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  D.F.'s Column Archive

July 12, 2006

Phone TV for All, Profits for None


You’re on a train in Tokyo. You’re headed for a symposium on nuclear physics. Three seats away, you notice a local man – early 40s, you would surmise – in a blue suit and a yellow tie, watching CNN on his phone.


Ooh! Check out Ultraman with the hip TV phone!


Ultraman knows you’re watching him. He encourages this sort of thing. A quick dart of his eye in your direction acknowledges, yes, it’s true, I’ve got the latest and the greatest. How do you get business news on your phone? You do get business news on your phone, don’t you? Ah. I see. Text summaries. Good for you! That’s so cute. I’m watching TV on my phone. I’ve got a crystal clear picture and impeccable sound.


Maybe some day, everyone on the train will have a TV phone. But for now, it’s just Ultraman, which is a problem for the people who provide TV broadcasts via cell phones. Because Ultraman, jet-setter that he is, can’t buy enough stuff by himself to allow advertisers a decent return on their investment in Phone TV.


Current shipments of phone/TVs are less than one million, which puts its viewership in the neighborhood of MSNBC on any given night. Pretty miniscule. They don’t call it A Mess NBC for nothing. And since no advertisers are going to pony up big bucks to reach an audience that small – even if it is a bunch of Ultramen – the best-hope business model in development is to find some way to conduct e-commerce via the TV phone.


Especially enticing, at least in theory, is the concept of e-commerce links that would allow you to buy products you see while watching TV.

Say, for instance, you’re watching Laverne & Shirley, and Laverne is drinking her favorite beverage – milk and Pepsi. As Laverne takes a sip, and all the subway-riding world begins thinking to itself “oh how I want that,” three icons appear on your TV phone. Buy Pepsi. Buy Milk. Buy them pre-mixed. Yum!


Or let’s say you’re watching 24, and Jack Bauer is just about to blow away an evil terrorist swine with his Smith & Wesson. Link! You know, honey, we really should have a Smith & Wesson. Order now! E-commerce via Phone TV is so fast, it could be at your house before you are. Then you can start shooting the neighbors with expert precision.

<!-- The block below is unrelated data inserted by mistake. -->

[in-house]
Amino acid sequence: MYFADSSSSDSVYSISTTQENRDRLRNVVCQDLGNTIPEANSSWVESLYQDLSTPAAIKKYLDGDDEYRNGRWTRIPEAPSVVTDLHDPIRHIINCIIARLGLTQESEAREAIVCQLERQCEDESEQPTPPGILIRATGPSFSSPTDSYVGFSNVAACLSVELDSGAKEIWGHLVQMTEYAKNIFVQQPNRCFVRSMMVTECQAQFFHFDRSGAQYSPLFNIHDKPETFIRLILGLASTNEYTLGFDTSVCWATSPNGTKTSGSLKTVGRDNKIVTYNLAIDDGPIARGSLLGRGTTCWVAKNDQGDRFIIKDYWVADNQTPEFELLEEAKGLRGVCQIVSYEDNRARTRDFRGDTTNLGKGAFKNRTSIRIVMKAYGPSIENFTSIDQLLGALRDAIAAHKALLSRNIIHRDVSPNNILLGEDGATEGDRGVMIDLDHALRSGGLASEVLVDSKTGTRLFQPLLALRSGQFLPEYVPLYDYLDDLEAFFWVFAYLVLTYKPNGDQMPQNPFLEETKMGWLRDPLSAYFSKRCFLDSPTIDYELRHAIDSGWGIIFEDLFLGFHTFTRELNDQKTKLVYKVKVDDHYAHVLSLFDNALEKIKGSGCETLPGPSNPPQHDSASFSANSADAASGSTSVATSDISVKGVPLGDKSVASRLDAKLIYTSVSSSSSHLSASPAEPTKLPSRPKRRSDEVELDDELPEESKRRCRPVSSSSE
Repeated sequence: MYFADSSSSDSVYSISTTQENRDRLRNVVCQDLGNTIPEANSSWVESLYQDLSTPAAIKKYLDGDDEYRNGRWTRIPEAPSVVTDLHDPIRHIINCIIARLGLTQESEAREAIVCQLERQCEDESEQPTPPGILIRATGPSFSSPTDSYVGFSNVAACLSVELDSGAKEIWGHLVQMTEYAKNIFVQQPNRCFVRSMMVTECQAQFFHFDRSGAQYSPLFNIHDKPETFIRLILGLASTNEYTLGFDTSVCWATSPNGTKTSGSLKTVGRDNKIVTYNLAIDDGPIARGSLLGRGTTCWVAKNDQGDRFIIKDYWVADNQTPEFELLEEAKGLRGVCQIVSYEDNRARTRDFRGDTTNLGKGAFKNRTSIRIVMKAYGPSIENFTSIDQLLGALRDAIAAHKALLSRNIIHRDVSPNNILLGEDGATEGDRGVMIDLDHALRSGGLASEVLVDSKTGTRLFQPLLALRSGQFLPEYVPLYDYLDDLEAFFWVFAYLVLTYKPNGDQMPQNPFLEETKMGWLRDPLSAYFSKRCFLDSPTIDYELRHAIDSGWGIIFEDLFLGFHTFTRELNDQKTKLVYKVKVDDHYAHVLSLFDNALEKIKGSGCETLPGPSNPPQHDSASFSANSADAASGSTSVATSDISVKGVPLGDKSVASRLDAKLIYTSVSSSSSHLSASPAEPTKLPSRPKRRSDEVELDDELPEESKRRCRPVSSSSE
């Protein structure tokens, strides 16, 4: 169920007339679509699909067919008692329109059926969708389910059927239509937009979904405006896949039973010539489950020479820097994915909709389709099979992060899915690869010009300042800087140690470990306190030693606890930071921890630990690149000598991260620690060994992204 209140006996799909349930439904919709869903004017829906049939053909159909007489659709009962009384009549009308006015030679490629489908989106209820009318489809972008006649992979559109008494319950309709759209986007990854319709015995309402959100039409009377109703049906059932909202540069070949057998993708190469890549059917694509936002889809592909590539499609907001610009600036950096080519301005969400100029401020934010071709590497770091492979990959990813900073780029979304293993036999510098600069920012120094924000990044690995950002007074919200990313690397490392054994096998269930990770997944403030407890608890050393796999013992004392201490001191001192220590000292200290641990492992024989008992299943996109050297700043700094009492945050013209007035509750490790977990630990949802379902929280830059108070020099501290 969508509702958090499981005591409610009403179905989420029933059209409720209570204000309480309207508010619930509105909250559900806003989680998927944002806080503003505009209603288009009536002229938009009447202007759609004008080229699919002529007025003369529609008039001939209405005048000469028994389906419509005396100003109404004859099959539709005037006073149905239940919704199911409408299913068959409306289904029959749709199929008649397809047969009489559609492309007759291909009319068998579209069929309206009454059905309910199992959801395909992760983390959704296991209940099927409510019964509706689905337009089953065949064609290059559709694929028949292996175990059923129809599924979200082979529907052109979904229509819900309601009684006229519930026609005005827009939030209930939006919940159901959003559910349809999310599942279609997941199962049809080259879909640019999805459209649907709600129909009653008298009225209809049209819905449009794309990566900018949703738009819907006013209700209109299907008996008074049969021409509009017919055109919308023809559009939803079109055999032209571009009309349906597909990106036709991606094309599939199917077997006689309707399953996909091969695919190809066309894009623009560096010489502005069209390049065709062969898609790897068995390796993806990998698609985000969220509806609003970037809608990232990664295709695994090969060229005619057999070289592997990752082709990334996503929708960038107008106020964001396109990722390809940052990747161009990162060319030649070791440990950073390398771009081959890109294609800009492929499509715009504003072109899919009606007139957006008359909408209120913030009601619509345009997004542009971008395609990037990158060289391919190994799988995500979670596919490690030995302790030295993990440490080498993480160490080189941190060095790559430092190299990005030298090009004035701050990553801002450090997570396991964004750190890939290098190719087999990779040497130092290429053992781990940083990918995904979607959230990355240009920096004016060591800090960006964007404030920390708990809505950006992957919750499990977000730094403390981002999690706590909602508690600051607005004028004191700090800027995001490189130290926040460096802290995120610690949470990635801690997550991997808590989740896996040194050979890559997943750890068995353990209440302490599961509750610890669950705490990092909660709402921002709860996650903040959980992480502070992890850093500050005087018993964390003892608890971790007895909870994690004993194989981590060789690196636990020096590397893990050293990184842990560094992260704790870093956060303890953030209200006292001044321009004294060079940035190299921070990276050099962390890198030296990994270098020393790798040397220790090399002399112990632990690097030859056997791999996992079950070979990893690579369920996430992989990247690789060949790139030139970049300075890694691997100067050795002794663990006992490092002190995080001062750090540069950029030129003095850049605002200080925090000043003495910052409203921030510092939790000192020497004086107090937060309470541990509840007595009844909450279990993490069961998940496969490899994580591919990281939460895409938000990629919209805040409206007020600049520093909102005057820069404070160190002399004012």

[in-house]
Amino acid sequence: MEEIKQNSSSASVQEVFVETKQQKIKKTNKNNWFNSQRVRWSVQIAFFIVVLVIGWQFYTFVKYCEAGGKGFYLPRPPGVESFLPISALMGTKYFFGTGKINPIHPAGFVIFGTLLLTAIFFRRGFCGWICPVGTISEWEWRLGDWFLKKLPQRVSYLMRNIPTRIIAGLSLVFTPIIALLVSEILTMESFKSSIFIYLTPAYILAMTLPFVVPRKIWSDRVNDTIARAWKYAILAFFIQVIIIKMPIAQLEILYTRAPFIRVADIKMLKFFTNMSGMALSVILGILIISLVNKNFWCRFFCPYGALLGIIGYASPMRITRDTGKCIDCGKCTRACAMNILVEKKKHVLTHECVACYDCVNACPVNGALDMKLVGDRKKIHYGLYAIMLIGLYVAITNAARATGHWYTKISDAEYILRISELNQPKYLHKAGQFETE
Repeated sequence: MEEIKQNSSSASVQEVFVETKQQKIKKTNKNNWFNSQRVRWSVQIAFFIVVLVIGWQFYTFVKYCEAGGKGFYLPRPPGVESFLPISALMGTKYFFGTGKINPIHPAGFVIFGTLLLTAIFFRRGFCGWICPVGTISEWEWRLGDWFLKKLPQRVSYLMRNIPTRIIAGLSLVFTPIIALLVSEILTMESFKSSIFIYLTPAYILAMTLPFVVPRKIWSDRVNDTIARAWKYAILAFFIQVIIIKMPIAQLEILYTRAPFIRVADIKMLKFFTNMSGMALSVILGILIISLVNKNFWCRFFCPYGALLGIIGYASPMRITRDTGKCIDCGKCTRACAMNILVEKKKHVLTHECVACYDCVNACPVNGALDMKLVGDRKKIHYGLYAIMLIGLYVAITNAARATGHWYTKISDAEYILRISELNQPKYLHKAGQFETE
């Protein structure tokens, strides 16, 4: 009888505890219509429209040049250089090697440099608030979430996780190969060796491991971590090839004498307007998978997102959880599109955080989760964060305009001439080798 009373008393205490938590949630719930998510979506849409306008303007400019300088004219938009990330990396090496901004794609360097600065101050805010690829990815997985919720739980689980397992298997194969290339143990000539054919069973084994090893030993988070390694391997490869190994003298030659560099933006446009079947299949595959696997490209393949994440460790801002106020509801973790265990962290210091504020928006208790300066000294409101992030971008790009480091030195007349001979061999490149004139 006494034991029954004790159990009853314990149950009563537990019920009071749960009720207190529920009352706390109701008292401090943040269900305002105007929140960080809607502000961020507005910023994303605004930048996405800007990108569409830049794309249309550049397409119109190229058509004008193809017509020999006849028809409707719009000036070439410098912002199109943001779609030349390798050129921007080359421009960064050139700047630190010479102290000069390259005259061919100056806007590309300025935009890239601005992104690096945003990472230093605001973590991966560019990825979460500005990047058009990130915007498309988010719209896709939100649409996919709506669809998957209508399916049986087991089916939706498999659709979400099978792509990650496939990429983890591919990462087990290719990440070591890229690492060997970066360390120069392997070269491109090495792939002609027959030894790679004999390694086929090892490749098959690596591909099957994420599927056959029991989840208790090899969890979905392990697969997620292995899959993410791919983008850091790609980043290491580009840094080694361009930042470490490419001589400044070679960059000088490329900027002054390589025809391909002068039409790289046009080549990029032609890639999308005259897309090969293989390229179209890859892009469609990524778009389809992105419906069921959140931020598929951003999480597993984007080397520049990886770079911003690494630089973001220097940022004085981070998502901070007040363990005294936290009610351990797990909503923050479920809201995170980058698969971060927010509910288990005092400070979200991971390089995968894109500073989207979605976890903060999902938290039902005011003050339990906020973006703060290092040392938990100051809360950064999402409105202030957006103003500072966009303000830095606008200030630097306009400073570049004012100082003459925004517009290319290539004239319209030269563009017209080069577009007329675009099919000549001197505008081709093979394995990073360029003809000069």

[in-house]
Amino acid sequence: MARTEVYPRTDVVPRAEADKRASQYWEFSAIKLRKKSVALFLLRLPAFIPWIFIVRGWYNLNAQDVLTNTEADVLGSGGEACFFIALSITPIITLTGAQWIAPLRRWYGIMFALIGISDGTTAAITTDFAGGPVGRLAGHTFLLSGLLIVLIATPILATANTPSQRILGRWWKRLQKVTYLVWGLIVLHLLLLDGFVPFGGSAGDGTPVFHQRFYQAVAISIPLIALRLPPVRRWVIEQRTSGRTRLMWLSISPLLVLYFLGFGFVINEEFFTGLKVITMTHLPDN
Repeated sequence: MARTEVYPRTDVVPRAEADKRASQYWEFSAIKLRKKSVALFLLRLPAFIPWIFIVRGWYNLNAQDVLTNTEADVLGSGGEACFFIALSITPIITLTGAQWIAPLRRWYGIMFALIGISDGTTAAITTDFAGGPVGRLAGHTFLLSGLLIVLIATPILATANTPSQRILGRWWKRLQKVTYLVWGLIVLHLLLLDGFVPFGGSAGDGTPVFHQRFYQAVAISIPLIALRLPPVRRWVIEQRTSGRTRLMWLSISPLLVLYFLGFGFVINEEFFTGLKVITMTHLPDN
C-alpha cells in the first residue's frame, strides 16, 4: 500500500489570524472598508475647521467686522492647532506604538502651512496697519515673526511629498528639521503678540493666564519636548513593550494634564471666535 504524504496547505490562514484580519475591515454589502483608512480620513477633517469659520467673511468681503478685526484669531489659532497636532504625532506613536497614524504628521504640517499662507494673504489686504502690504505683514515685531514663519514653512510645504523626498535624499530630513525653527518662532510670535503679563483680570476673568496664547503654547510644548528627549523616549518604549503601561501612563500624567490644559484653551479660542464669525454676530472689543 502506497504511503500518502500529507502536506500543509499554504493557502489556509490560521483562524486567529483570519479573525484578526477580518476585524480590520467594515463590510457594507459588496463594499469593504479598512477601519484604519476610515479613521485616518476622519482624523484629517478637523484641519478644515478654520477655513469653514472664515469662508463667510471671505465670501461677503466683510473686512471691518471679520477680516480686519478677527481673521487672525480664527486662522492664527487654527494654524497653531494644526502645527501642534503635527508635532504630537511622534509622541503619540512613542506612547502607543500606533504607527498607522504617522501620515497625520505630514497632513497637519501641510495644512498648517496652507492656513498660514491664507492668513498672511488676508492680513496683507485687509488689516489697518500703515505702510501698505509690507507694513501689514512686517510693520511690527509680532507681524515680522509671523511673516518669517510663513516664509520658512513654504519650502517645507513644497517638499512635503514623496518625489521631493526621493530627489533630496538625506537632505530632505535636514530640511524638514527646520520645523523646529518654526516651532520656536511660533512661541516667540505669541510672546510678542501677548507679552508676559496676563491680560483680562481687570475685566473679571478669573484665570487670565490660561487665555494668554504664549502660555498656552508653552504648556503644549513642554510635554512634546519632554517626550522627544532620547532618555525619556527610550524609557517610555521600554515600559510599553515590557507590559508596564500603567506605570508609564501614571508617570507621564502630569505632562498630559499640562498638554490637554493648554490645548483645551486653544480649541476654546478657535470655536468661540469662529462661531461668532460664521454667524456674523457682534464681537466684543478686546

It’s a curious conundrum in the digital age – technology without a business model. You mean, if something is way cool and everyone but everyone would want to have one, I might still not make any money off it? That’s hard to believe. Because we’ve never experienced a phenomenon where people went hog wild investing in technology just because it was cool, then went a considerable distance down that road before some annoying twit at the back of the bus decided to ask, “How are we going to get people to pay for this?”


No. Nothing like that has ever happened. Not this week anyway.


This is why I don’t fear the future emergence of the supercomputer that can monitor everyone’s comings and goings, financial transactions, thought patterns and food intake. Could someone build such a contraption? Sure. I just sort of assume Bill Gates already has one.


But how would you make any money with it? I suppose you could load games onto it, but unless you want to treat the game/mind-control bundling as a loss leader, you’ve got to figure the Xbox market will be tough to crack. You could try to sell it to ruthless tyrants like Kim Jong Il, but his entire economy doesn’t generate enough wealth to pay for a smoothie maker. Besides, there’s probably about enough electricity in North Korea to run a contraption like this for about 49 seconds.


Technology will never take over the world, at least not until it can generate a profit for its creators without the help of cheesy sales reps and buyers with cash to spend.


And I’ll keep getting my sports scores – er, business news – in text form, which does the job quite nicely, and isn’t as obvious during weddings and stuff. Once Ultraman is joined by hundreds of millions of other Phone TV viewers, then maybe advertisers will start driving the concept’s economic viability. Until then, most subway riders will just have to tap on their laptops like their grandfathers used to do.


© 2006 North Star Writers Group. May not be republished without permission.


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